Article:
Tuesday, January 22, 2019
Like Unto a Thing of Iron, Part Five: Essential Power Man and Iron Fist, Vol. 2
A classic run from the '80s concludes here.
POWER MAN AND IRON FIST is one of the true underrated gems of the Jim Shooter era at Marvel Comics, and Mary Jo Duffy is a forgotten comic-book genius. Shooter's reign at Marvel had a lot of standout creators working on a lot of breakout books, and if it weren't for Chris Claremont, John Byrne, Frank Miller, John Romita, Jr., and all of the other massive talent that was running wild at Marvel, Mary Jo Duffy could have been a legend. Her work on this title deserves to be mentioned alongside Miller's DAREDEVIL, Stern's AMAZING SPIDER-MAN, and the Claremont/Byrne X-MEN. It was that good, and it holds up.
Ably assisted by artist Kerry Gammill and inker Ricardo Villamonte, Duffy's team of hapless "Heroes for Hire" encounter crazed super-powered assassins, vampires, Time-Lords and evil robots, villainous mountaineers, swashbuckling Zorro wannabes, and a mad slasher who is waaaay more than meets the eye. Unfortunately, the perfection of the Duffy/Gammill/Villamonte team only accounts for a scant three issues in this collection, and when Gammill and Villamonte leave, the chemistry is thrown off, and the book never quite recovers. (The bulk of this amazing collaboration is collected in the first volume.)
Gammill and Villamonte were one of those art teams that clicked in juuuust the right way. Finding a new issue of POWER MAN AND IRON FIST on the newsstands as a kid was a joyous occasion. Why Gammill isn't hailed as one of the all-time great pencillers is beyond me. I'm not sure why he left the book, and I'm not sure where he ended up after he left, but if Marvel had moved him onto a higher-profile series, the sky would have been the limit. Ditto for Duffy, whose imaginative plots and snappy dialogue would have been right at home in one of the Spider-Man family of books.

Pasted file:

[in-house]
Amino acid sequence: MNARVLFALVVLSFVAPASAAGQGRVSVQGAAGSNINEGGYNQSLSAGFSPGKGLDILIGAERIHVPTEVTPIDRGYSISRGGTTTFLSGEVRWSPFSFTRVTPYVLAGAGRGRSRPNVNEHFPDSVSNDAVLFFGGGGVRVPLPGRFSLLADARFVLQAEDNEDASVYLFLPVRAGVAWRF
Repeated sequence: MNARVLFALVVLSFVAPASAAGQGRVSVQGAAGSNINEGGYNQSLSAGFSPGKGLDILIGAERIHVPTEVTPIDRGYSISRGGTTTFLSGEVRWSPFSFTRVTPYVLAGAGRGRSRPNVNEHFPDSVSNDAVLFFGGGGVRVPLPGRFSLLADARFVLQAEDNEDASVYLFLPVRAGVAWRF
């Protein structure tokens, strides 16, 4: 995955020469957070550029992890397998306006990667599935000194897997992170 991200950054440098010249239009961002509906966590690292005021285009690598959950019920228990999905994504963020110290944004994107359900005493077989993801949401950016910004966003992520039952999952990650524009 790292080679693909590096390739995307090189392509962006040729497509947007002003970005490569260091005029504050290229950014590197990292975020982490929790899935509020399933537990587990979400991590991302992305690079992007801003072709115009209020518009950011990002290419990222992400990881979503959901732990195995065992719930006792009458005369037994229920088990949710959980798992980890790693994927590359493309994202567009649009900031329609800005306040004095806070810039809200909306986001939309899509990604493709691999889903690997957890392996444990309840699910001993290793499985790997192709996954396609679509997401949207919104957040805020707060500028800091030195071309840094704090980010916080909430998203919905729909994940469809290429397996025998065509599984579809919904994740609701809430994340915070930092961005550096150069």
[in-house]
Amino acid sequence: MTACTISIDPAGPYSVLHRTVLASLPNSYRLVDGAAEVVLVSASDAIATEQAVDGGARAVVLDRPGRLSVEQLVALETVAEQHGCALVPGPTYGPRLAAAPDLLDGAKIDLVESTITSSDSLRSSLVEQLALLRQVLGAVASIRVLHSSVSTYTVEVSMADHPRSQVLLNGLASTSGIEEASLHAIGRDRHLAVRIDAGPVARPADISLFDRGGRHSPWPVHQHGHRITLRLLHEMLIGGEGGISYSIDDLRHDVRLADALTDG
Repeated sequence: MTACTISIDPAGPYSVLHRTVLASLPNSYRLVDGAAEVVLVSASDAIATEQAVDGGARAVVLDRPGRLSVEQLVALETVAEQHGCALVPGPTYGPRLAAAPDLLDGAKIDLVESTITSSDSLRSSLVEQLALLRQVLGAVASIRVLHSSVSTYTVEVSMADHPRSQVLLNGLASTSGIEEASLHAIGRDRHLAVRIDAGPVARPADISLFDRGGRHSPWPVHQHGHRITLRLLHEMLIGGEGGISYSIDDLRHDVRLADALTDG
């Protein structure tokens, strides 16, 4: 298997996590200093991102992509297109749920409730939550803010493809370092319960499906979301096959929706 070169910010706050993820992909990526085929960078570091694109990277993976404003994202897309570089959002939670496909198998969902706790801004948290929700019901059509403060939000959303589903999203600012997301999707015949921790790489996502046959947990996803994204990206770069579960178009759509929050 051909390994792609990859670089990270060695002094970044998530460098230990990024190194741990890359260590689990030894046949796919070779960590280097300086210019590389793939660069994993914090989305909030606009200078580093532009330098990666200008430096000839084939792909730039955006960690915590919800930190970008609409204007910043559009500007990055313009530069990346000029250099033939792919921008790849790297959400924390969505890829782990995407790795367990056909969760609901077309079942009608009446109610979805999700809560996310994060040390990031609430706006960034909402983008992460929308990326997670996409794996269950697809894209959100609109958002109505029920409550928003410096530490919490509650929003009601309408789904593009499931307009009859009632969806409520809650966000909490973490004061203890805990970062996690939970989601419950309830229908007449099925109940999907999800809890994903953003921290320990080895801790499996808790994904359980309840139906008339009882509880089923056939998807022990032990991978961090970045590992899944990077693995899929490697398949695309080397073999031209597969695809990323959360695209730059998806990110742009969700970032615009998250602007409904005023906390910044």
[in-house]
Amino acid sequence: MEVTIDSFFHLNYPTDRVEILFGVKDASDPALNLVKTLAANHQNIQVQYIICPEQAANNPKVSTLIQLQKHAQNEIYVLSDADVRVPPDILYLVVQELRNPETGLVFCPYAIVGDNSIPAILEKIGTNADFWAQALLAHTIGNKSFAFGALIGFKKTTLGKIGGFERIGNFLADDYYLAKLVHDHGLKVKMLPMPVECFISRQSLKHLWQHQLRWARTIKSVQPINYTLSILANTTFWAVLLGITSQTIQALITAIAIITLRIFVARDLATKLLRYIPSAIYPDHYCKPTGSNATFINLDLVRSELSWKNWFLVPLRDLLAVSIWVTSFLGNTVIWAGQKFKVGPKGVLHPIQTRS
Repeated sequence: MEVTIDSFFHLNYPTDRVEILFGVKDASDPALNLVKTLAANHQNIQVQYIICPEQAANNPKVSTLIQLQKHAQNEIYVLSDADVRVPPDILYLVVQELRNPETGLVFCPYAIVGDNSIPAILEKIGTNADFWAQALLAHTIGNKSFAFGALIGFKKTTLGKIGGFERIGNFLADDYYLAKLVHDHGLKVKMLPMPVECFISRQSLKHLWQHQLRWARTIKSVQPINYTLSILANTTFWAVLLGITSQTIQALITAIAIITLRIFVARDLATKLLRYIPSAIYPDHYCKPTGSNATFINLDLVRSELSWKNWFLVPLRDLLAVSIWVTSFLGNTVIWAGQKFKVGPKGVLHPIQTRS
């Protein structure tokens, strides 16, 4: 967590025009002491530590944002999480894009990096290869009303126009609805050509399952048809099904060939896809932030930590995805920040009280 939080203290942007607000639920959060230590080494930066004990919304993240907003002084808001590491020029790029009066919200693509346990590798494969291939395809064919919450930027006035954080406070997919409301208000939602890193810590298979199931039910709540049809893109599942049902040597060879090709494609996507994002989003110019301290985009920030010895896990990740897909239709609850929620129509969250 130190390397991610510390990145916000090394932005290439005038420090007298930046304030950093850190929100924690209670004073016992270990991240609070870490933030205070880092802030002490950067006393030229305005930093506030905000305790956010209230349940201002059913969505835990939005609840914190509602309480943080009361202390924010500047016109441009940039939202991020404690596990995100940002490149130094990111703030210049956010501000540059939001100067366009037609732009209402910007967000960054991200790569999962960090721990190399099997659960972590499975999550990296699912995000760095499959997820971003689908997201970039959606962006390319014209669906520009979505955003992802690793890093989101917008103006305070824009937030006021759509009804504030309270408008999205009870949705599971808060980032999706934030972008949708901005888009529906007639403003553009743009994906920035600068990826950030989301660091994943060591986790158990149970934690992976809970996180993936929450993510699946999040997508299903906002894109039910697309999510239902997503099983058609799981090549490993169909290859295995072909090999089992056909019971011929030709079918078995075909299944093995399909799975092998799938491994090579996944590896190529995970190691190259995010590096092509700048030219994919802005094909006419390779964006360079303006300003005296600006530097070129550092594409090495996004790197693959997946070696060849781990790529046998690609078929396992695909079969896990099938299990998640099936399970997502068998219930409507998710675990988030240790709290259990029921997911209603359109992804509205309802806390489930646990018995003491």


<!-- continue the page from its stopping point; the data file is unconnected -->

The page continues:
Denys Cowan takes over the art chores after Gammill departs, and.....the man is a good artist, but I never quite warmed to his scratchy style. Duffy sticks around for a few issues, but you can tell that the spark was gone, and her last issues seems rushed, as she struggles to tie up all of her dangling plot threads with a few hasty lines of exposition.
She is succeeded by Denny O'Neil, who is later replaced by Kurt Busiek, in what must be some of his earliest work. For a newcomer, Busiek's work is surprisingly readable. The O'Neil issues are serviceable, and include possibly the weirdest crossover ever, as Cage and Iron Fist are hired to find Moon Knight, who is trapped in a water tower (!). Cowan sticks around for a bit, and is replaced by Ernie Chan and inker Mike Mignola, contributing some of his earliest work. The bulk of this collection is fun, readable stuff, but none of it holds a candle to the Duffy/Gammill/Villamonte issues that open the volume.
On a side note, POWER MAN AND IRON FIST #78 is forever burned into my mind as being one of my most-read comics from my childhood.
I read and reread this issue until it was falling apart. The mystery of who the masked, animalistic slasher and his upscale partner were haunted my childhood. Gammill's visual of the slasher in his Elephant Man sack captured my imagination like nothing I had ever read before. This issue is truly one of the greatest single issues ever published. (The identities of the slasher and his buddy would be revealed in six months, in issue #84. I had no idea who either of these men were back when I first read these issues, but the reveal is a pretty big one, in hindsight.)
ESSENTIAL POWER MAN AND IRON FIST, VOL. 2 collects POWER MAN AND IRON FIST #'s 76-100, and DAREDEVIL #178, and is a fun throwback to a kinder, gentler age of comics, and earns a healthy seven out of ten sweet Christmas trees: